|No really. I promise there is a tortoise in there.|
Thursday, February 21, 2013
Today Boo, our little Antakyan Greek tortoise, surprised me - I was picking up some old wilted leaves from his feeding rock, and instead of pulling into his shell and waiting for me to finish, he walked over to my hand, climbed up onto it, and gave my thumb a hearty bite and tug. I was so delighted, I was even able to suppress the yelp of pain!
Boo is starting to eat like a little piggy - finally! He doesn't seem to like a big pile of food, so instead, I lean a few weeds or leaves up against a rock in his tort table several times throughout the day. He is finally putting on some REAL weight now, too - out of curiosity I weighed him yesterday, and he came in at 476g, which is 25g more than he was last time.
Tuesday, February 19, 2013
Today I picked up a new foster tortoise: a handsome slate-grey male Greek tortoise. His old owner named him Shelton, so we will stick with this name. Just look at his bright eyes!
|Meet Shelton, the male Greek tortoise |
(we will trim his beak in a few days)
|Shelton posing for the camera|
|Top view of his shell - hoping to figure out his exact species|
|Shelton right after a good warm soak|
I look forward to updating you on his progress!
Thursday, February 14, 2013
Russian tortoises are such little vultures when it comes to food! A few days ago, I treated the torts to some endive lettuce, and they just went WILD over it. In the course of being eaten, the lettuce wandered from the feeding rock through the water dish over to the basking area. My little male Roz was being such a little piggy that I ended up making a separate pile of food for him... hence he is not in these pics.
In captivity, tortoises often get overgrown beaks because the food they are fed is too tender to wear the beak down. For this reason, I try to mostly feed weeds and leaves from my garden, and to include plenty of tougher plants that require more biting and chewing. A lot of the really 'soft' leafy greens are not as high in nutrients as others, so I only feed these as part of the varied dark leafy greens I offer.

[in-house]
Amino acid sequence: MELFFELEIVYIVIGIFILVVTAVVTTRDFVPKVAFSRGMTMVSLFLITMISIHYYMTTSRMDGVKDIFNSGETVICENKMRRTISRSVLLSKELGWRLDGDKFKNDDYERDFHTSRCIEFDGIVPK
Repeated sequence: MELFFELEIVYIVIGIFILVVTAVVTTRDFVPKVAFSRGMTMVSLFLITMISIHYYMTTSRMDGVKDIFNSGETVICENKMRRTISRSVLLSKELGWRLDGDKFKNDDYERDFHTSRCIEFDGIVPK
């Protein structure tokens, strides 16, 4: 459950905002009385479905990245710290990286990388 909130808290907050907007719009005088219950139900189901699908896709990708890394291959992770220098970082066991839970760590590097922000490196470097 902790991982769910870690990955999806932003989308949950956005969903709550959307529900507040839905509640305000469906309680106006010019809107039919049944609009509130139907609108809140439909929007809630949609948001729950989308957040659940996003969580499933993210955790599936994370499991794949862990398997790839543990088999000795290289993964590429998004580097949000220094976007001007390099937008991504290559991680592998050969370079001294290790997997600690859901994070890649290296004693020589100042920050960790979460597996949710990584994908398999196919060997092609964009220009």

The two young females are so funny. Even when I give them their own pile(s) of food, they always want to eat off of the food the others are eating... preferably while climbing up and over each other.
Mila finally wandered off and hit the jackpot with her own pile of lettuce. She quietly munched away at it until NOTHING was left.
Good little vultures! Eat all your food, grow big and strong... and lay eggs for me this year, please!
Wednesday, February 13, 2013
It never ceases to amaze me how my tortoises always seem to do everything together, in spite of all the space I provide for them. My little Russians bask together, eat together, sleep together. I know that tortoises aren't 'social' creatures, and that I shouldn't project human emotions onto them... but it is very hard not to think that on some level, they enjoy each other's company.
Did you know that a group of multiple tortoises is called a 'bale' of tortoises? Random fact of the day...
It is interesting to me how much less territorial Roz has been since I moved the two other females into the big tort fort. He now hardly bothers the girls at all - which to be honest, is not entirely good, since I am hoping to get some tortoise eggs this year...
I am curious to see over the next few years how big Jill and Mila grow to be in comparison to Timmy. She really dwarfs the others with her size.
Timmy and Jill both have exceptionally pretty coloring - their shells are bright yellow! Jill's shell has more light yellow, which is probably just due to her young age, while Timmy has a rich golden hue. (The basking light makes their shells look a bit more bright in this picture than they actually are, btw)